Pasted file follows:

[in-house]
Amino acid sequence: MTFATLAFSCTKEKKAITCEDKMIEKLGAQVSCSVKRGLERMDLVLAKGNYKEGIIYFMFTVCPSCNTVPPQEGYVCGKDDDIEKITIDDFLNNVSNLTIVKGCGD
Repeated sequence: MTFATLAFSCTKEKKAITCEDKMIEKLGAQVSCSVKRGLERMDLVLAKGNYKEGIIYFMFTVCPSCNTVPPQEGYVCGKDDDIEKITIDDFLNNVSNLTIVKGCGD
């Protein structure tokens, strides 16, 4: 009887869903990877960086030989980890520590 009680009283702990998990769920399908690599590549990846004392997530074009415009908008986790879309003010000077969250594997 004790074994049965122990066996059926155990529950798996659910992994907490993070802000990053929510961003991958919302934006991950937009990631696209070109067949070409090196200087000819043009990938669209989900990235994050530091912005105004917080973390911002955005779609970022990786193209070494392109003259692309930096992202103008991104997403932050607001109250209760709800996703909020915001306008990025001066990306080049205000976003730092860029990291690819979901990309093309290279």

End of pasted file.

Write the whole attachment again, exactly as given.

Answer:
[in-house]
Amino acid sequence: MTFATLAFSCTKEKKAITCEDKMIEKLGAQVSCSVKRGLERMDLVLAKGNYKEGIIYFMFTVCPSCNTVPPQEGYVCGKDDDIEKITIDDFLNNVSNLTIVKGCGD
Repeated sequence: MTFATLAFSCTKEKKAITCEDKMIEKLGAQVSCSVKRGLERMDLVLAKGNYKEGIIYFMFTVCPSCNTVPPQEGYVCGKDDDIEKITIDDFLNNVSNLTIVKGCGD
């Protein structure tokens, strides 16, 4: 009887869903990877960086030989980890520590 009680009283702990998990769920399908690599590549990846004392997530074009415009908008986790879309003010000077969250594997 004790074994049965122990066996059926155990529950798996659910992994907490993070802000990053929510961003991958919302934006991950937009990631696209070109067949070409090196200087000819043009990938669209989900990235994050530091912005105004917080973390911002955005779609970022990786193209070494392109003259692309930096992202103008991104997403932050607001109250209760709800996703909020915001306008990025001066990306080049205000976003730092860029990291690819979901990309093309290279």